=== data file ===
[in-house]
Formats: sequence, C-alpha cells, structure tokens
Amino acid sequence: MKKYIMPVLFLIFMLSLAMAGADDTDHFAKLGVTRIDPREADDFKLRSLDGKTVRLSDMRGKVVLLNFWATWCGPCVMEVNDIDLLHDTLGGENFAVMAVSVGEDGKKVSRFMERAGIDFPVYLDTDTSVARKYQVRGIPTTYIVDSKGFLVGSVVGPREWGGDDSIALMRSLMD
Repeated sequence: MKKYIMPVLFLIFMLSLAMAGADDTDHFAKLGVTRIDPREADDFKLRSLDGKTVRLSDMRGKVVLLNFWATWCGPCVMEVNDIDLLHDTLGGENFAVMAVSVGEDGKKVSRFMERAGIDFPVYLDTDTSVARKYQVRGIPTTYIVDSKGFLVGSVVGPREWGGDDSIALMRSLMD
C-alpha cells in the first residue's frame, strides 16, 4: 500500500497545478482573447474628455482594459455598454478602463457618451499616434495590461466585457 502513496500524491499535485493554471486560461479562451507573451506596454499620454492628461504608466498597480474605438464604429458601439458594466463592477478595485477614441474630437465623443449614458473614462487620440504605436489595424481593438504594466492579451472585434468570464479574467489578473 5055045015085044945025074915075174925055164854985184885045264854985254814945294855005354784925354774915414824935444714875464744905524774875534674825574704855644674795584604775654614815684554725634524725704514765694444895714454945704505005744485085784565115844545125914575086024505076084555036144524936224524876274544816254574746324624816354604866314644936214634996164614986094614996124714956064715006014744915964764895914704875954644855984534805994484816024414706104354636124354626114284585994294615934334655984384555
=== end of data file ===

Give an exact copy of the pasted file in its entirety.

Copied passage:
[in-house]
Formats: sequence, C-alpha cells, structure tokens
Amino acid sequence: MKKYIMPVLFLIFMLSLAMAGADDTDHFAKLGVTRIDPREADDFKLRSLDGKTVRLSDMRGKVVLLNFWATWCGPCVMEVNDIDLLHDTLGGENFAVMAVSVGEDGKKVSRFMERAGIDFPVYLDTDTSVARKYQVRGIPTTYIVDSKGFLVGSVVGPREWGGDDSIALMRSLMD
Repeated sequence: MKKYIMPVLFLIFMLSLAMAGADDTDHFAKLGVTRIDPREADDFKLRSLDGKTVRLSDMRGKVVLLNFWATWCGPCVMEVNDIDLLHDTLGGENFAVMAVSVGEDGKKVSRFMERAGIDFPVYLDTDTSVARKYQVRGIPTTYIVDSKGFLVGSVVGPREWGGDDSIALMRSLMD
C-alpha cells in the first residue's frame, strides 16, 4: 500500500497545478482573447474628455482594459455598454478602463457618451499616434495590461466585457 502513496500524491499535485493554471486560461479562451507573451506596454499620454492628461504608466498597480474605438464604429458601439458594466463592477478595485477614441474630437465623443449614458473614462487620440504605436489595424481593438504594466492579451472585434468570464479574467489578473 5055045015085044945025074915075174925055164854985184885045264854985254814945294855005354784925354774915414824935444714875464744905524774875534674825574704855644674795584604775654614815684554725634524725704514765694444895714454945704505005744485085784565115844545125914575086024505076084555036144524936224524876274544816254574746324624816354604866314644936214634996164614986094614996124714956064715006014744915964764895914704875954644855984534805994484816024414706104354636124354626114284585994294615934334655984384555